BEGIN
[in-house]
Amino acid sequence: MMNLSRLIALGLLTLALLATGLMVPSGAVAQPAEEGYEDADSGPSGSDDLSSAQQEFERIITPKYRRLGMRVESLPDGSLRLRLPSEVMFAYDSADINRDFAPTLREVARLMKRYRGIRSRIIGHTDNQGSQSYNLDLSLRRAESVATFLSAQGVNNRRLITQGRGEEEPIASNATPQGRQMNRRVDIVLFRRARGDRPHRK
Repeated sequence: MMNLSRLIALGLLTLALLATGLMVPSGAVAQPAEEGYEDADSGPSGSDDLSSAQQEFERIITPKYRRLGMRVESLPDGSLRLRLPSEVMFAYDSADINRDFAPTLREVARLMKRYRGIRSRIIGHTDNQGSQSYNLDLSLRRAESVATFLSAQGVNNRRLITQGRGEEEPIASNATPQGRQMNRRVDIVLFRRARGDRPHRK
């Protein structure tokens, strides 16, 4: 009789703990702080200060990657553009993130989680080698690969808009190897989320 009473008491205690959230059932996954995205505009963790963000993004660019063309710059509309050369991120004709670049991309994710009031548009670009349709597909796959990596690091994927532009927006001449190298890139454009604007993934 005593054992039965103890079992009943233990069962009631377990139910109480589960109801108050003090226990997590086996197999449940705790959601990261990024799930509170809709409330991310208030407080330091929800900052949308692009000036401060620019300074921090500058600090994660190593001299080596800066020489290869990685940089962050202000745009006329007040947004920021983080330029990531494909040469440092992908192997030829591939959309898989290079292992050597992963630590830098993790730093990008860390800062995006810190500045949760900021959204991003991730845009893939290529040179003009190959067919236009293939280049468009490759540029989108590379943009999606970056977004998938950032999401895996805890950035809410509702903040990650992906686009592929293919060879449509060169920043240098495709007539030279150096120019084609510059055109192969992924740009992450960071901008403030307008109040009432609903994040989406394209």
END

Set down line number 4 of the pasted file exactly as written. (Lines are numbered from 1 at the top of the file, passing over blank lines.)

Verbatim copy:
């Protein structure tokens, strides 16, 4: 009789703990702080200060990657553009993130989680080698690969808009190897989320 009473008491205690959230059932996954995205505009963790963000993004660019063309710059509309050369991120004709670049991309994710009031548009670009349709597909796959990596690091994927532009927006001449190298890139454009604007993934 005593054992039965103890079992009943233990069962009631377990139910109480589960109801108050003090226990997590086996197999449940705790959601990261990024799930509170809709409330991310208030407080330091929800900052949308692009000036401060620019300074921090500058600090994660190593001299080596800066020489290869990685940089962050202000745009006329007040947004920021983080330029990531494909040469440092992908192997030829591939959309898989290079292992050597992963630590830098993790730093990008860390800062995006810190500045949760900021959204991003991730845009893939290529040179003009190959067919236009293939280049468009490759540029989108590379943009999606970056977004998938950032999401895996805890950035809410509702903040990650992906686009592929293919060879449509060169920043240098495709007539030279150096120019084609510059055109192969992924740009992450960071901008403030307008109040009432609903994040989406394209």